The grades of the A.A. rise up the Tree of Life. Procession is along the various paths connecting the sephiroth. Below Tiphareth the paths are geared toward K&C of the HGA. Tiphareth is the place of connection with the HGA. He delineates five ‘tracks’ below Tiphareth: 1) development of magical skills, 2) training the mind for focus and receptivity, 3) activation of chakras and raising kundalini, 4) devotional practices, and 5) “balancing the psycho-magical constitution. He goes through each grade: Probationer does initial experimentation, Neophyte works on the astral, Practicus works with divination, Philosophus works with evocation and talismans. Working with goetic spirits can aid the ability to work with the HGA, he suggests. Practices for training the mind are included in texts like Liber Turris, Liber Yod (compressing mind into a singular point of focus), and Liber Jugorum. The Practicus attempts to control speech, the Philosophus action, and the Dominus Liminis thought. Section SSS of Liber HHH is a Thelema-ized version of kundalini arousal technique. He also says it can lead to acute awareness of the divine nature of our own ecstasy and such ‘divinized ecstasy’ is very helpful in inducing HGA connection. Devotion, or bhakti yoga, is another way to approach the HGA. Thus Liber Astarte is assigned to the Philosophus. In Thelema one may attempt to become the prophet of one’s own Angel. In track five one becomes a vessel, a grail, for the light of the Angel to dwell. Force follows form is the idea. The paths/grades below Tiphareth involve the four elements and he also connects them to Jung’s four functions of the psyche: sensation, intuition, thinking, and feeling. He touches on the various modern claimants to A.A. lineages and the relationship of the A.A. and the O.T.O. He says he can only vouch for his own group but does not condemn other groups, suggesting that proper function of the initiatory system is what is most important.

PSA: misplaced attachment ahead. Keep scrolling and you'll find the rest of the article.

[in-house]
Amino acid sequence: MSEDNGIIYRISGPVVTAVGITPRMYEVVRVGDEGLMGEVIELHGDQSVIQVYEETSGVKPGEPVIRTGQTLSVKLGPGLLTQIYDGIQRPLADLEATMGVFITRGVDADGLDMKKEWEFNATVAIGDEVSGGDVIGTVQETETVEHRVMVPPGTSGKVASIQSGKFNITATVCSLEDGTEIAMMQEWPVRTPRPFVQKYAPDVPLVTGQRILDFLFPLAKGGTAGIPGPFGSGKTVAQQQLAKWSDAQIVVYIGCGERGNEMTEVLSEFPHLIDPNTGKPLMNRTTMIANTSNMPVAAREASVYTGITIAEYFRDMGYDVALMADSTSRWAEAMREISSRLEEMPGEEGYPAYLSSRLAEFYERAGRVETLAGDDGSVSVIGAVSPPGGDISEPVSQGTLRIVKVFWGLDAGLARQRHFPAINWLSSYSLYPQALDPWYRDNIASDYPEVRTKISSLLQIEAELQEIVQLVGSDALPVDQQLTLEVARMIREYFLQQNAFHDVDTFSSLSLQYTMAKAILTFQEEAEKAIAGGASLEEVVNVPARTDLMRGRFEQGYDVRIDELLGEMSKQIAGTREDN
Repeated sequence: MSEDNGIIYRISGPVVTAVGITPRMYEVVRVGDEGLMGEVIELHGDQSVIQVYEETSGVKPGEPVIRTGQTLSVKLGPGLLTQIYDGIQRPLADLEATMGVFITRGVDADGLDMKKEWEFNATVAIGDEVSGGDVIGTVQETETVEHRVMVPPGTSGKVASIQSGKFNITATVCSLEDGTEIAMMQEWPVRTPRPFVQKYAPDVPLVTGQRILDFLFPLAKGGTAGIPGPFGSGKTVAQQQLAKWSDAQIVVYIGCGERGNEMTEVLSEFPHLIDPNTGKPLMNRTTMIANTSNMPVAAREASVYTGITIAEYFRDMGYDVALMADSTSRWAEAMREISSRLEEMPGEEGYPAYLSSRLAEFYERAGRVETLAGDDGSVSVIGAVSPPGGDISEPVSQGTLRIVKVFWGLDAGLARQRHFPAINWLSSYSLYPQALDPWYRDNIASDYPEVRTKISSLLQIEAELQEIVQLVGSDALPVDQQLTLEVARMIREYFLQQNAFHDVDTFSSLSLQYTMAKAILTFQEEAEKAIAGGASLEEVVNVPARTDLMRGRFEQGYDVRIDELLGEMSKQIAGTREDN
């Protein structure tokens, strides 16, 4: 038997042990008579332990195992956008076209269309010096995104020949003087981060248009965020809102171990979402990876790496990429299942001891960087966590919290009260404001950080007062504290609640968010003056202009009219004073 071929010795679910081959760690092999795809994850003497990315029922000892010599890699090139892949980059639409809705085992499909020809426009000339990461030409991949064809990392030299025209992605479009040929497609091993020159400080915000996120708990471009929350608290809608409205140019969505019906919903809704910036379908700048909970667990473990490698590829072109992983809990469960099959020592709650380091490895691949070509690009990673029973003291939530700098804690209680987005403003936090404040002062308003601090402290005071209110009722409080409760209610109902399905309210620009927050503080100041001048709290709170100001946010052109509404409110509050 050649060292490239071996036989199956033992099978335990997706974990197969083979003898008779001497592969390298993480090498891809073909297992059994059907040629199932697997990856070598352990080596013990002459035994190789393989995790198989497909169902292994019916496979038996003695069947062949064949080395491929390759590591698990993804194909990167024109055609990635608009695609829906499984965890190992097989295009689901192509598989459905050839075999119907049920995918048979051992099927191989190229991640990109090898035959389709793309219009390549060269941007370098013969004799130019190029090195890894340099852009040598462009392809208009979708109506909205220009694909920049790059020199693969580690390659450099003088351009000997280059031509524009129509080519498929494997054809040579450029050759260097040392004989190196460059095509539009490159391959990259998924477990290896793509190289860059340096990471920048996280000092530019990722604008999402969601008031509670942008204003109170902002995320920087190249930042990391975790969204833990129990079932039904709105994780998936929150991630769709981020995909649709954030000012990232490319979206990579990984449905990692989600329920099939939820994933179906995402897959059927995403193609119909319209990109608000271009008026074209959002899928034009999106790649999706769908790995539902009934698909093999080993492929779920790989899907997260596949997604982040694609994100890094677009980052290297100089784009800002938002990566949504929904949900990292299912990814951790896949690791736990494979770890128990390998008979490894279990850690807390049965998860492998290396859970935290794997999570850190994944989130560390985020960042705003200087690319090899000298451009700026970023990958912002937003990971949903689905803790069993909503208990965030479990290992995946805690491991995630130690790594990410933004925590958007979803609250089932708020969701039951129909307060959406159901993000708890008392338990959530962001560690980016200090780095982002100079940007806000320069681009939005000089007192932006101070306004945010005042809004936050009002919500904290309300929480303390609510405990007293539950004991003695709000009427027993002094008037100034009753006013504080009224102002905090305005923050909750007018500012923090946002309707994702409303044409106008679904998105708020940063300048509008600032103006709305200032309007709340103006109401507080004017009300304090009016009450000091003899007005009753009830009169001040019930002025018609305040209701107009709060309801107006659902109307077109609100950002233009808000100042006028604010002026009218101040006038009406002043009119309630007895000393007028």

He notes that in the Western esoteric traditions the Tarot is seen to be a ‘complete symbolic map’ of the myriad transformational processes that make up ‘initiation.’ In addition to divination the Tarot is part of the symbolism of the paths between the spheres on the tree of life which represent the spiritual paths. The spheres are considered static and the paths dynamic, or transformational. The paths are also seen as mediators between the sephira. Grades and tasks are aligned in accordance with the symbolism, grades as sephira and tasks as paths. This “pathworking” is utilized in various ways in various orders organized qabalistically. The quests are in the cards. He gives details and symbolism of the paths and trumps below Tiphareth here. The paths are each assigned one of the Hebrew letters with accompanying symbolism. He also gives an interesting Tarot divination method adapted from Jungian psychology.

He considers that magically the candidate for initiation is the talisman. The vowels of the Tetragrammaton formula, Yod-Heh-Vav-Heh are aligned with the four worlds of the Qabala and each is a stage of the ritual. He goes through symbolism and gives a sample ritual.

As Crowley and other Golden Dawn members were students and practitioners of yoga it is no surprise that the subtle body characteristics of yoga, particularly the chakras or energy centers, have entered the correspondences of the Western esoteric traditions. The chakras have been aligned with the sephiroth as both systems involve a serpent path upward from less to more refined states of consciousness. The chakras have also found their way into alignment with other psycho-spiritual systems including Leary and Wilson’s Eight Neural Circuit system and Nema Andahadna’s system of the instinctual Forgotten Ones. Shoemaker’s chakra correspondence system given here has some aspects similar to Nema’s system.

The role of the ego in the Great Work is explored. Ego is defined in the Jungian sense as the ‘everyday self.’ Before Tiphareth and K&C of the HGA the ego is the center but as one progresses toward the goal the ego gradually gives way to the integrated Self as Jung would call it – the Higher Self which identifies with the HGA. He sees the Jungian model of the psyche as analogous to the Qabalistic model of the psyche. He also identifies the deepest self as the star within, the khabs in Egyptian terminology. The ego, he says, is the lens through which we view the everyday world. Jungians suggest that we look at the world through psychologically ‘projecting’ onto others.